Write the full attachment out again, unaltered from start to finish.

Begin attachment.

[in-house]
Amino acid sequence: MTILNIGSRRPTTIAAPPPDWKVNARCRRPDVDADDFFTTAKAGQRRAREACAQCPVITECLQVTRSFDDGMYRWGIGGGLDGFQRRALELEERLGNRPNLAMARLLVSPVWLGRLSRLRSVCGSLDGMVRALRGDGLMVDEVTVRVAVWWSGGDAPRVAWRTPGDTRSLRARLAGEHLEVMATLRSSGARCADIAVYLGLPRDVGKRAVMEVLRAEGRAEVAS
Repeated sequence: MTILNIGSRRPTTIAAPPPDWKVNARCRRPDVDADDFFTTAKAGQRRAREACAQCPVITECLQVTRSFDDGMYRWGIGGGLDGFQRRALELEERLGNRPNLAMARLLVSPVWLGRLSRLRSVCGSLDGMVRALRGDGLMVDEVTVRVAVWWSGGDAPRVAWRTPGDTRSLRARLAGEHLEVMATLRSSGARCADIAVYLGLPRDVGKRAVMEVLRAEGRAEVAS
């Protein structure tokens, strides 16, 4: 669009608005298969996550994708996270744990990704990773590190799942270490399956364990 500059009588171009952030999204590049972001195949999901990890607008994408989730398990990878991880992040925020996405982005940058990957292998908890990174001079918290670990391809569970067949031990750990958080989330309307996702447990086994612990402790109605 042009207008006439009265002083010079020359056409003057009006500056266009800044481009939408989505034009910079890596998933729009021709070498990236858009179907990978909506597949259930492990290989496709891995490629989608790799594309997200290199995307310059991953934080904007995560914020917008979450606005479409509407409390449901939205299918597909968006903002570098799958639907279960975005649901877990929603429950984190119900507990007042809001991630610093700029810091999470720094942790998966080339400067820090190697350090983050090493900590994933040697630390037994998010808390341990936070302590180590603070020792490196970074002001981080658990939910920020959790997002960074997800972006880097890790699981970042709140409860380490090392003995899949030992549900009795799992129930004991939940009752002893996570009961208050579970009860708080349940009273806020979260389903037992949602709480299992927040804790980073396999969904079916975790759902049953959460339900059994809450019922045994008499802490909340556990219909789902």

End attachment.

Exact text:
[in-house]
Amino acid sequence: MTILNIGSRRPTTIAAPPPDWKVNARCRRPDVDADDFFTTAKAGQRRAREACAQCPVITECLQVTRSFDDGMYRWGIGGGLDGFQRRALELEERLGNRPNLAMARLLVSPVWLGRLSRLRSVCGSLDGMVRALRGDGLMVDEVTVRVAVWWSGGDAPRVAWRTPGDTRSLRARLAGEHLEVMATLRSSGARCADIAVYLGLPRDVGKRAVMEVLRAEGRAEVAS
Repeated sequence: MTILNIGSRRPTTIAAPPPDWKVNARCRRPDVDADDFFTTAKAGQRRAREACAQCPVITECLQVTRSFDDGMYRWGIGGGLDGFQRRALELEERLGNRPNLAMARLLVSPVWLGRLSRLRSVCGSLDGMVRALRGDGLMVDEVTVRVAVWWSGGDAPRVAWRTPGDTRSLRARLAGEHLEVMATLRSSGARCADIAVYLGLPRDVGKRAVMEVLRAEGRAEVAS
């Protein structure tokens, strides 16, 4: 669009608005298969996550994708996270744990990704990773590190799942270490399956364990 500059009588171009952030999204590049972001195949999901990890607008994408989730398990990878991880992040925020996405982005940058990957292998908890990174001079918290670990391809569970067949031990750990958080989330309307996702447990086994612990402790109605 042009207008006439009265002083010079020359056409003057009006500056266009800044481009939408989505034009910079890596998933729009021709070498990236858009179907990978909506597949259930492990290989496709891995490629989608790799594309997200290199995307310059991953934080904007995560914020917008979450606005479409509407409390449901939205299918597909968006903002570098799958639907279960975005649901877990929603429950984190119900507990007042809001991630610093700029810091999470720094942790998966080339400067820090190697350090983050090493900590994933040697630390037994998010808390341990936070302590180590603070020792490196970074002001981080658990939910920020959790997002960074997800972006880097890790699981970042709140409860380490090392003995899949030992549900009795799992129930004991939940009752002893996570009961208050579970009860708080349940009273806020979260389903037992949602709480299992927040804790980073396999969904079916975790759902049953959460339900059994809450019922045994008499802490909340556990219909789902």